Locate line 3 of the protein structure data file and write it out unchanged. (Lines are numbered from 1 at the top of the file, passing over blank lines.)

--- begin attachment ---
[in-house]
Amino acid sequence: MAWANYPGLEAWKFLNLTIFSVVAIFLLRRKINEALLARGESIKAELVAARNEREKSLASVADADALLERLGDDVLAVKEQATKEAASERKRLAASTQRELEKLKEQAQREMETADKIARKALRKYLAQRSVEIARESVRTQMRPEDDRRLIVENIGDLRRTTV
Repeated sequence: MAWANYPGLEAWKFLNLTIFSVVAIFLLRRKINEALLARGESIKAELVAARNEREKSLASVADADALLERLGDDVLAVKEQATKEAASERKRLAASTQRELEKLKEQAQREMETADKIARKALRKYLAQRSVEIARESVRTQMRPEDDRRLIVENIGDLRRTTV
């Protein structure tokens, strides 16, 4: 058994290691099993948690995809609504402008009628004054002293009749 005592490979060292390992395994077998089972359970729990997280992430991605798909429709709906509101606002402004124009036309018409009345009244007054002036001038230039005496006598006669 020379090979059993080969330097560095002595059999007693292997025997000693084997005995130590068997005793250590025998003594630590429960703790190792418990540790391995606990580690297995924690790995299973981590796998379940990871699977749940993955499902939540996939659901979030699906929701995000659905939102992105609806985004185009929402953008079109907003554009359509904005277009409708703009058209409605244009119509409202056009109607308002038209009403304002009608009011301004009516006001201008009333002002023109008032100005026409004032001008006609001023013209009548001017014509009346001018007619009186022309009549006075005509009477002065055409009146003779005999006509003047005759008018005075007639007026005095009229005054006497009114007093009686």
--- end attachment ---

Repeated sequence: MAWANYPGLEAWKFLNLTIFSVVAIFLLRRKINEALLARGESIKAELVAARNEREKSLASVADADALLERLGDDVLAVKEQATKEAASERKRLAASTQRELEKLKEQAQREMETADKIARKALRKYLAQRSVEIARESVRTQMRPEDDRRLIVENIGDLRRTTV